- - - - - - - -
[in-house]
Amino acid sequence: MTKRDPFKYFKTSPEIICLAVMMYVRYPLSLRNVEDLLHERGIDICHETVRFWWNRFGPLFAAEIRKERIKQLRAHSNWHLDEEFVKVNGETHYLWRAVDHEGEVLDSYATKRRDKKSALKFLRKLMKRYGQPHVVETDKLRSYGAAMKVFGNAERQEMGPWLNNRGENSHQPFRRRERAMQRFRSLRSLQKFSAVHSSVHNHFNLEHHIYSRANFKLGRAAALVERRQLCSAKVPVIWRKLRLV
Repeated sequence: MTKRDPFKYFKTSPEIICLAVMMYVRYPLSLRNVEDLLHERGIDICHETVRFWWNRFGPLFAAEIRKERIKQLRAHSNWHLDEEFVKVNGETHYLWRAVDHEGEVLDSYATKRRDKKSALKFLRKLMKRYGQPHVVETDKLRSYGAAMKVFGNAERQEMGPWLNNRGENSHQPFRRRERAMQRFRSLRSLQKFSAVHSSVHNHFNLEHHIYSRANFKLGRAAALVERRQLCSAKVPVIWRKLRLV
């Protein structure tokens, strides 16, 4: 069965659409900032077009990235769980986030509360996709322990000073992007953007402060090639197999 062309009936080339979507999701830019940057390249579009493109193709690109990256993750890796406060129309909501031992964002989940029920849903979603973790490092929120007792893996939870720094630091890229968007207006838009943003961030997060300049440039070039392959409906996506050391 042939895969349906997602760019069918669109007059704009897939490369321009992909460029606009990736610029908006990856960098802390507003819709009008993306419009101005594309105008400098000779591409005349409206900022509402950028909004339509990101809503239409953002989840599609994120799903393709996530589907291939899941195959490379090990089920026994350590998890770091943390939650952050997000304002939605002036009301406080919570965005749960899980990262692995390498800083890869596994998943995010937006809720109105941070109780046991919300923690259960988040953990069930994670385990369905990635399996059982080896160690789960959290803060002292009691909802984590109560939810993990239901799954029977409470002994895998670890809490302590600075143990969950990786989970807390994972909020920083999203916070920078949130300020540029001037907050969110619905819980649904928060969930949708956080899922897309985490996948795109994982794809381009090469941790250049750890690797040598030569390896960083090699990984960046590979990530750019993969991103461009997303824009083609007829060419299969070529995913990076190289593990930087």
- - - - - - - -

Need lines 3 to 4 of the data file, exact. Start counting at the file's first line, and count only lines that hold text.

Repeated sequence: MTKRDPFKYFKTSPEIICLAVMMYVRYPLSLRNVEDLLHERGIDICHETVRFWWNRFGPLFAAEIRKERIKQLRAHSNWHLDEEFVKVNGETHYLWRAVDHEGEVLDSYATKRRDKKSALKFLRKLMKRYGQPHVVETDKLRSYGAAMKVFGNAERQEMGPWLNNRGENSHQPFRRRERAMQRFRSLRSLQKFSAVHSSVHNHFNLEHHIYSRANFKLGRAAALVERRQLCSAKVPVIWRKLRLV
């Protein structure tokens, strides 16, 4: 069965659409900032077009990235769980986030509360996709322990000073992007953007402060090639197999 062309009936080339979507999701830019940057390249579009493109193709690109990256993750890796406060129309909501031992964002989940029920849903979603973790490092929120007792893996939870720094630091890229968007207006838009943003961030997060300049440039070039392959409906996506050391 042939895969349906997602760019069918669109007059704009897939490369321009992909460029606009990736610029908006990856960098802390507003819709009008993306419009101005594309105008400098000779591409005349409206900022509402950028909004339509990101809503239409953002989840599609994120799903393709996530589907291939899941195959490379090990089920026994350590998890770091943390939650952050997000304002939605002036009301406080919570965005749960899980990262692995390498800083890869596994998943995010937006809720109105941070109780046991919300923690259960988040953990069930994670385990369905990635399996059982080896160690789960959290803060002292009691909802984590109560939810993990239901799954029977409470002994895998670890809490302590600075143990969950990786989970807390994972909020920083999203916070920078949130300020540029001037907050969110619905819980649904928060969930949708956080899922897309985490996948795109994982794809381009090469941790250049750890690797040598030569390896960083090699990984960046590979990530750019993969991103461009997303824009083609007829060419299969070529995913990076190289593990930087």